Unusual break-in leads to 6-12 year prison term

Unusual break-in leads to 6-12 year prison term

Breaking and entering is a crime that often results in heavy prison sentences
or fines. While the financial damage from the crime itself is often compensated
by homeowner’s insurance, many victims of robberies cite mental
anguish resulting from the incident, a fact that often leads to longer
sentences.

Of course, sentencing varies wildly depending on the circumstances. A person
with no prior criminal history will likely receive a lighter sentence,
for example, than a person who has a long criminal record. The circumstances
of the incident are also important; attorneys involved in a breaking and
entering will often work to point out any unusual circumstances that could
result in a lighter sentence.

One Maryland man was given the relatively harsh sentence of six to 12 years
for his actions in a break-in last year. On Aug. 22, 2012, the man apparently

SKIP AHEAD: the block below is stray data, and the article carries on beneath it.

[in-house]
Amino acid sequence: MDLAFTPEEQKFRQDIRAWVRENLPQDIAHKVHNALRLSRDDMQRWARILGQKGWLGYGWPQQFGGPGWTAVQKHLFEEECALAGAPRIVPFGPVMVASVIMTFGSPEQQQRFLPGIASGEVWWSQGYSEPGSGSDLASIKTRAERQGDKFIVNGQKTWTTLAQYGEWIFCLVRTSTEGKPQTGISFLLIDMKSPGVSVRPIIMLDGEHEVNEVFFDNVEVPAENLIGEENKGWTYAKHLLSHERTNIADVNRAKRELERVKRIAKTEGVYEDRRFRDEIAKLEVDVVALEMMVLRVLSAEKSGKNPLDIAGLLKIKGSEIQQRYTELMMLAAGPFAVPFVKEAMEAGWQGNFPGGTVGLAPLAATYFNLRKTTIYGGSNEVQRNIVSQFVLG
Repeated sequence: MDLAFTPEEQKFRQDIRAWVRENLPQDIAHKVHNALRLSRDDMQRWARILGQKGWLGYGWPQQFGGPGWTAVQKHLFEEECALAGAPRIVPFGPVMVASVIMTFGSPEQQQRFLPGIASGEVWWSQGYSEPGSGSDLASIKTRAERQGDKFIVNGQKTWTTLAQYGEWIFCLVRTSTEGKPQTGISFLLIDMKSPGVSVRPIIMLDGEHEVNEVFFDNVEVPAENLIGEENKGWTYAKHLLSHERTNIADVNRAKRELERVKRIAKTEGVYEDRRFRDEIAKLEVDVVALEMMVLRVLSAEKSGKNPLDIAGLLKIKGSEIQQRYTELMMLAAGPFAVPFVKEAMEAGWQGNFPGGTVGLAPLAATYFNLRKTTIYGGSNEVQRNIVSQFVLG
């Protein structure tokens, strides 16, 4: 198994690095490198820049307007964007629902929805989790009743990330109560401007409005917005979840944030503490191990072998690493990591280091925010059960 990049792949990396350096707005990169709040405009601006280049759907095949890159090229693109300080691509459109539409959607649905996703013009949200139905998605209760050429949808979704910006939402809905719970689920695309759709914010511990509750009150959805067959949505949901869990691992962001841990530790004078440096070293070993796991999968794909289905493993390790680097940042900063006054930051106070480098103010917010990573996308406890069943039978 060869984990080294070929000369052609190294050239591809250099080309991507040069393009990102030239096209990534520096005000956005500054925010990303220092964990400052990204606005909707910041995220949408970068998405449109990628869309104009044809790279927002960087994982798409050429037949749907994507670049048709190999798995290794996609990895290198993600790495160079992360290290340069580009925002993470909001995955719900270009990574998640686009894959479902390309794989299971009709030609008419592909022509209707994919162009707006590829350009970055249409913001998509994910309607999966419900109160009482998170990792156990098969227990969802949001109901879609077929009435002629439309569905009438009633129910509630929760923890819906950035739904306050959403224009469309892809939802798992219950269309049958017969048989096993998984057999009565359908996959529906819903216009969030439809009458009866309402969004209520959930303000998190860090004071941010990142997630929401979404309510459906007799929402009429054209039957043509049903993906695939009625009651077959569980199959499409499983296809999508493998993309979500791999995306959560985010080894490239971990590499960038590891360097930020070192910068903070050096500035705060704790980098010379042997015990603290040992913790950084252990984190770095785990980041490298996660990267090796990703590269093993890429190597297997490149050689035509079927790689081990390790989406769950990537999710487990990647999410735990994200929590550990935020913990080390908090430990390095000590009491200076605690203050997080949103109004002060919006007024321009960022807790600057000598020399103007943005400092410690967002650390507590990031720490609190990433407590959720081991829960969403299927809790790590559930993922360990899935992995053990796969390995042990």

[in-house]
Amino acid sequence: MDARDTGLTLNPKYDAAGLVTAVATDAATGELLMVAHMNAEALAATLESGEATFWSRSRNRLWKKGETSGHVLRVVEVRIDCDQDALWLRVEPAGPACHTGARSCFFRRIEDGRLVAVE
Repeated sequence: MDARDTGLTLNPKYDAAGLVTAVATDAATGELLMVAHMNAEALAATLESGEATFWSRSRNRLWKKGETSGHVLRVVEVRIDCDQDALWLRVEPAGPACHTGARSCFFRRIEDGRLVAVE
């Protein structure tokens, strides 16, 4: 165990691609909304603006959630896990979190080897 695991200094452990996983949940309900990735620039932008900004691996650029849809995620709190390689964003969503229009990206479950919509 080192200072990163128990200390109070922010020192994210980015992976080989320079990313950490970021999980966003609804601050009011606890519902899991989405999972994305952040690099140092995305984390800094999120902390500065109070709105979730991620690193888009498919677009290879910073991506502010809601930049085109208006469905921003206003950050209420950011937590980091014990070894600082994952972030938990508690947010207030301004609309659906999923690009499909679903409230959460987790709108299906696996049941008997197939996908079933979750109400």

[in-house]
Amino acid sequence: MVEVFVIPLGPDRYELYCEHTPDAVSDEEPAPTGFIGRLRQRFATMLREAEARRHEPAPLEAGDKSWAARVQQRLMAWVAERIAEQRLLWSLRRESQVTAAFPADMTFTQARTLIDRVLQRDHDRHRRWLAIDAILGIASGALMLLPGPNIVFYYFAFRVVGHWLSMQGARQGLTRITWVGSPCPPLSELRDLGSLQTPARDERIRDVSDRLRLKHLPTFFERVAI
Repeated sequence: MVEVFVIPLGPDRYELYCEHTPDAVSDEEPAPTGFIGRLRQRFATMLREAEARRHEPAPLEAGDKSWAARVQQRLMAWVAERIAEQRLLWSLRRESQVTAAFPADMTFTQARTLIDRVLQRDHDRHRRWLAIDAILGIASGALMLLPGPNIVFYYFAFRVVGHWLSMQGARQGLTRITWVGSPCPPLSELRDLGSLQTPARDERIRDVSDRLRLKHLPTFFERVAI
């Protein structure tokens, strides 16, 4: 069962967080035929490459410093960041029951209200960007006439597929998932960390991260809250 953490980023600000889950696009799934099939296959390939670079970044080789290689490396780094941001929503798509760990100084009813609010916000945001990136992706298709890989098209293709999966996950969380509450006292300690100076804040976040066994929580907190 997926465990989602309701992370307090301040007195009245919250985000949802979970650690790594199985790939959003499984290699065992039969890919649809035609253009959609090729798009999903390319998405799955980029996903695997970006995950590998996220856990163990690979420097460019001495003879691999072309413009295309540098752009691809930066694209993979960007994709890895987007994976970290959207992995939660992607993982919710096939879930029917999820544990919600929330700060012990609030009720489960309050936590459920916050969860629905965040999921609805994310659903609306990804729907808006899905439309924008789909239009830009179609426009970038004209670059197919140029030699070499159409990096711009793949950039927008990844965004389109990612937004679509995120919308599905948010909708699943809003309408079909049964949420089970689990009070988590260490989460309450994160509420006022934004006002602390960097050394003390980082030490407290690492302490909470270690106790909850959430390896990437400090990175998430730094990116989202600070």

entered the hotel room of a business traveler and concealed himself under
her bed. The man then apparently waited for the woman to return and while
she was asleep, stole money and credit cards and attempted to get into
bed with her. When she awoke, he fled.

The man later used the woman’s debt card to make purchases at two
locations, all totaling less than $150.

He was arrested and charged with simple assault,
burglary, theft and access device fraud. The man apologized and pleaded guilty.
The judge took the apology and the guilty plea into account when determining
the sentence, but also noted that the man had a long criminal history.
He then settled on the six to 12 year prison term.

Even though crimes such as this one can garner a lot of media attention,
an experienced criminal defense attorney will work diligently to protect
the rights of his or her clients. It’s important to remember that
any one charged with a crime is innocent until proven guilty in a court of law.

Source: Erie Times-News, “Man sentenced for Sheraton Erie Bayfront Hotel break-in” Lisa Thomson, Nov. 12, 2013